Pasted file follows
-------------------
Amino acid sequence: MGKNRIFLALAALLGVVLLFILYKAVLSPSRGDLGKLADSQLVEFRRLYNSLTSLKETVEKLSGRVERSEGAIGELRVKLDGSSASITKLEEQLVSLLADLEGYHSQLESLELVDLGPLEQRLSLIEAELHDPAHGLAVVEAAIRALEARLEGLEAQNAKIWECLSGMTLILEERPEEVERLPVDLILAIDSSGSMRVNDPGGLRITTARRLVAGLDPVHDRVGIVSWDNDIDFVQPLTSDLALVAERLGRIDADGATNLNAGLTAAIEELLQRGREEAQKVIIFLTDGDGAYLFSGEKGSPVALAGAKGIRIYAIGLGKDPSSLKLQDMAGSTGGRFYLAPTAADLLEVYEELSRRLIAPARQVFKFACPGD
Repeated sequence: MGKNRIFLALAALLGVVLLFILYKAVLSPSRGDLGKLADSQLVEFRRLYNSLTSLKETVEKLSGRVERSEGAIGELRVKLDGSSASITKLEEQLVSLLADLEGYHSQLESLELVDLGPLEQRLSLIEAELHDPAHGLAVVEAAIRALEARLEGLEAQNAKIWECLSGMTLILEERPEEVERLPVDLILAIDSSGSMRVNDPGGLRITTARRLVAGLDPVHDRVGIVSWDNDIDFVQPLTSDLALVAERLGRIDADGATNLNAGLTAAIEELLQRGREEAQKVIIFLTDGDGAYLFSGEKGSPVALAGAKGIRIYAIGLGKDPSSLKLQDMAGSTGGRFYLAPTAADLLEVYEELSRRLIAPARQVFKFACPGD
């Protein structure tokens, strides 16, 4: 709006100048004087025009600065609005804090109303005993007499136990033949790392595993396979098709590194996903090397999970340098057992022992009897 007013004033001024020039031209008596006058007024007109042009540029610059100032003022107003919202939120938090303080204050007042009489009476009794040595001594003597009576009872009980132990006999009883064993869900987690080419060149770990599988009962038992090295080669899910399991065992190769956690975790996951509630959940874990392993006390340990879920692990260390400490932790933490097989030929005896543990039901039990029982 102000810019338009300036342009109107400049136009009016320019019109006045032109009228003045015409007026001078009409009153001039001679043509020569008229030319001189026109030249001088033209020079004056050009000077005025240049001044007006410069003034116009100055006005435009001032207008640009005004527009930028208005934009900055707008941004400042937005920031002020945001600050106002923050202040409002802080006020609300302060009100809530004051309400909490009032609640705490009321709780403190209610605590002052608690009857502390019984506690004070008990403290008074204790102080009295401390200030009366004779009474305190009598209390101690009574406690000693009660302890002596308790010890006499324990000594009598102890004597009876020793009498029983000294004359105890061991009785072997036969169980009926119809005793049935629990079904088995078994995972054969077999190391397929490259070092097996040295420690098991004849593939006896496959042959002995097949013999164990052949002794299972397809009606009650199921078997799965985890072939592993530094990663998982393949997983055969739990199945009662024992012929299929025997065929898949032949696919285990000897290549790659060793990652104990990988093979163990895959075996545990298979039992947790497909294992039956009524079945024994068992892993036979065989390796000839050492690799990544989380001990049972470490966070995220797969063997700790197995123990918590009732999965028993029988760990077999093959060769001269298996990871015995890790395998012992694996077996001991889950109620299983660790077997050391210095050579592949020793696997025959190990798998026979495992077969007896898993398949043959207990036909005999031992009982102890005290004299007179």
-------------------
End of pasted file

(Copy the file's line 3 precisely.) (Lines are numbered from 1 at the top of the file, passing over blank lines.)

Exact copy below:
């Protein structure tokens, strides 16, 4: 709006100048004087025009600065609005804090109303005993007499136990033949790392595993396979098709590194996903090397999970340098057992022992009897 007013004033001024020039031209008596006058007024007109042009540029610059100032003022107003919202939120938090303080204050007042009489009476009794040595001594003597009576009872009980132990006999009883064993869900987690080419060149770990599988009962038992090295080669899910399991065992190769956690975790996951509630959940874990392993006390340990879920692990260390400490932790933490097989030929005896543990039901039990029982 102000810019338009300036342009109107400049136009009016320019019109006045032109009228003045015409007026001078009409009153001039001679043509020569008229030319001189026109030249001088033209020079004056050009000077005025240049001044007006410069003034116009100055006005435009001032207008640009005004527009930028208005934009900055707008941004400042937005920031002020945001600050106002923050202040409002802080006020609300302060009100809530004051309400909490009032609640705490009321709780403190209610605590002052608690009857502390019984506690004070008990403290008074204790102080009295401390200030009366004779009474305190009598209390101690009574406690000693009660302890002596308790010890006499324990000594009598102890004597009876020793009498029983000294004359105890061991009785072997036969169980009926119809005793049935629990079904088995078994995972054969077999190391397929490259070092097996040295420690098991004849593939006896496959042959002995097949013999164990052949002794299972397809009606009650199921078997799965985890072939592993530094990663998982393949997983055969739990199945009662024992012929299929025997065929898949032949696919285990000897290549790659060793990652104990990988093979163990895959075996545990298979039992947790497909294992039956009524079945024994068992892993036979065989390796000839050492690799990544989380001990049972470490966070995220797969063997700790197995123990918590009732999965028993029988760990077999093959060769001269298996990871015995890790395998012992694996077996001991889950109620299983660790077997050391210095050579592949020793696997025959190990798998026979495992077969007896898993398949043959207990036909005999031992009982102890005290004299007179």